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What exactly does it mean when a person has a high PSA level?

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Updated July 01, 2014

Written or reviewed by a board-certified physician. See About.com's Medical Review Board.

High PSA Levels
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Question: What exactly does it mean when a person has a high PSA level?
I had my first PSA test last week, and the doctor said it was a little high. I am having the test done again, but am worried it may be cancer. What exactly does having a high PSA mean?
Answer: The PSA is a test used to measure a protein called prostate specific antigen in the blood. Men with prostate cancer often do have elevated PSA levels, however levels can fluctuate and increase based on a number of factors that are unrelated to cancer. The PSA test is also notorious for producing false positives and negatives.

Due to these variables, the PSA is not considered to be a diagnostic tool or even an effective screening test when used alone. It is coupled with a digital rectal exam for prostate cancer screening, but ultimately, it is a prostate biopsy that either confirms or rules out cancer.

Other Than Cancer, What May Cause High PSA Levels?

Ejaculation -- While your doctor may not recommend avoiding ejaculation prior to having a PSA test, it can slightly elevate your levels. If your PSA level is high and you ejaculated within 48 hours of the test, your doctor may want to conduct a retest and ask that you abstain from sexual activity (or masturbation) before the test.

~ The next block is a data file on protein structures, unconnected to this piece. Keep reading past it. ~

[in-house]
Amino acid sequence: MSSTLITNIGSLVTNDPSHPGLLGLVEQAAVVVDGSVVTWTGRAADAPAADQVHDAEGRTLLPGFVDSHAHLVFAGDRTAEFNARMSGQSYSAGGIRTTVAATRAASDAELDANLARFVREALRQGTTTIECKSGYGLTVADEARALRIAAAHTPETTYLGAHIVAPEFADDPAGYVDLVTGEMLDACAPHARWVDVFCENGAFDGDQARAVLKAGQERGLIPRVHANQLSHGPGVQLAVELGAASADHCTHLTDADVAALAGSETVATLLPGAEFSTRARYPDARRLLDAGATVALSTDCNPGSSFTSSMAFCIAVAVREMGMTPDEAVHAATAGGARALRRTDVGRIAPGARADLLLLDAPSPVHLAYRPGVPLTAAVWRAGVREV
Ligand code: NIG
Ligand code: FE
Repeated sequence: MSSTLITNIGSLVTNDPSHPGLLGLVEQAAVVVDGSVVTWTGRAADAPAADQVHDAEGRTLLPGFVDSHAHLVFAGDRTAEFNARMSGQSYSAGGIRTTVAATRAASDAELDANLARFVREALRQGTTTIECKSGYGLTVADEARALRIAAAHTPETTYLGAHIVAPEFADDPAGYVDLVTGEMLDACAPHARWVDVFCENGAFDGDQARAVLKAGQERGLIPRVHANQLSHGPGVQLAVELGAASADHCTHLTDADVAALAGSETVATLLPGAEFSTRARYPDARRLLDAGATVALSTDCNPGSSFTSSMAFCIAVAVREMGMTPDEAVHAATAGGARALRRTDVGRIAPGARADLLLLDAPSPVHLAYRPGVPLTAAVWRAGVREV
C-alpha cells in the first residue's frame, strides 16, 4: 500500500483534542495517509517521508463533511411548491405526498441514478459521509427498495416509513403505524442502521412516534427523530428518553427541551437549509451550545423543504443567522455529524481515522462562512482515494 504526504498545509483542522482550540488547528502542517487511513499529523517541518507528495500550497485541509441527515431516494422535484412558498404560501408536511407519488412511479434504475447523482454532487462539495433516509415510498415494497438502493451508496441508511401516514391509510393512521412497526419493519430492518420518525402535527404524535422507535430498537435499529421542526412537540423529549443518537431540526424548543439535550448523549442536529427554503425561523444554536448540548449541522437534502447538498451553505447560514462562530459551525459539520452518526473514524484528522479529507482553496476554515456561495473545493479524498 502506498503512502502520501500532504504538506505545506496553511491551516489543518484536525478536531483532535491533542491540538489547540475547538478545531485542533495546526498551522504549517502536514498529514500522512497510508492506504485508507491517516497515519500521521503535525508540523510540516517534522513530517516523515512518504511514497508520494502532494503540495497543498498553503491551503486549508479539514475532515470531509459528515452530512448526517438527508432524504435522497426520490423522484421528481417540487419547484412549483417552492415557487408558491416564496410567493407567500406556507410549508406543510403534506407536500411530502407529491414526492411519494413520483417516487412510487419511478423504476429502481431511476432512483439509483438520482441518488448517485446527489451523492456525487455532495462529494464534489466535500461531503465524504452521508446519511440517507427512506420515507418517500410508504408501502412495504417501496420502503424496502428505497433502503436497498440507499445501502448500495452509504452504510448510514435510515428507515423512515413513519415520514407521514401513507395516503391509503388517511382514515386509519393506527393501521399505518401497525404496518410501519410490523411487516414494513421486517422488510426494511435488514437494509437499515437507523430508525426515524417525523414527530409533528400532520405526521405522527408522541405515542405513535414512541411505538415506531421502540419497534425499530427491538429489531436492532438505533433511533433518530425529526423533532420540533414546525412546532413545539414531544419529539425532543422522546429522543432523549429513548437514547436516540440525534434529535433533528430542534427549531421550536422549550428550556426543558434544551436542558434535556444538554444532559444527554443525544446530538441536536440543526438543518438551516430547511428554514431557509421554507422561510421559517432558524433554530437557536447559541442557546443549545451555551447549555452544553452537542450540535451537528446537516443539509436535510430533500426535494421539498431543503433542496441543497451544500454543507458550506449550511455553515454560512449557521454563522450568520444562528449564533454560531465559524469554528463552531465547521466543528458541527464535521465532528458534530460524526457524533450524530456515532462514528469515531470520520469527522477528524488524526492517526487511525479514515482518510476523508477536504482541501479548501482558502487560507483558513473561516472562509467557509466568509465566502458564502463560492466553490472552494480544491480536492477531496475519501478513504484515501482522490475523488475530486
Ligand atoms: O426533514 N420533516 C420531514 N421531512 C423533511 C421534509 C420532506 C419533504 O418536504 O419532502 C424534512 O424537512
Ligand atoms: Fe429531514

Enlarged Prostate -- If you have benign prostatic hyperplasia (BPH), your PSA levels may be elevated. BPH is a common non-cancerous condition that occurs as men become older.

Prostatitis:Another common culprit of high PSA levels, prostatitis is the inflammation or infection of the prostate. It can be caused by bacteria, but many times we don't know why some men develop prostatitis.

Age:PSA levels can naturally increase as men grow older.

When Does a High PSA Level Warrant a Prostate Biopsy?

In this excerpt, provided by UpToDate -- an electronic resource used by many patients and their doctors looking for in-depth medical information -- you can see how wary physicians may be to biopsy a prostate based on initial PSA test results:

"Men with abnormal PSA values can also be referred for biopsy, though some experts recommend first repeating the PSA several weeks later, particularly for borderline elevations below 7.0 ng/mL. PSA measurements have considerable short-term variability. A retrospective analysis of stored serum from 972 men found substantial year-to-year fluctuations with 44 percent of men with a PSA above 4.0 ng/mL having normal PSA findings at subsequent annual visits.

"In addition to biological variability, PSA may be transiently elevated due to ejaculation, perineal trauma, or prostatitis. Before repeating a borderline elevated PSA test, patients should be asked to refrain from sexual activity and bike riding for at least 48 hours and, if there is evidence of prostatitis, complete a course of antibiotics."

In most men, repeating a PSA test before undergoing biopsy is important, as many factors influence the level of PSA found in the blood. UpToDate references a study which found that many men who had elevated levels (above 4.0 ng/mL) had normal levels following the abnormal result. While having an elevated PSA result can be concerning, you should not panic. Want to learn more? See UpToDate's topic, "Prostate Cancer Screening," for additional in-depth medical information.

Source:

Hoffman, Richard M. "Prostate cancer screening." UpToDate. Accessed: October 2009.

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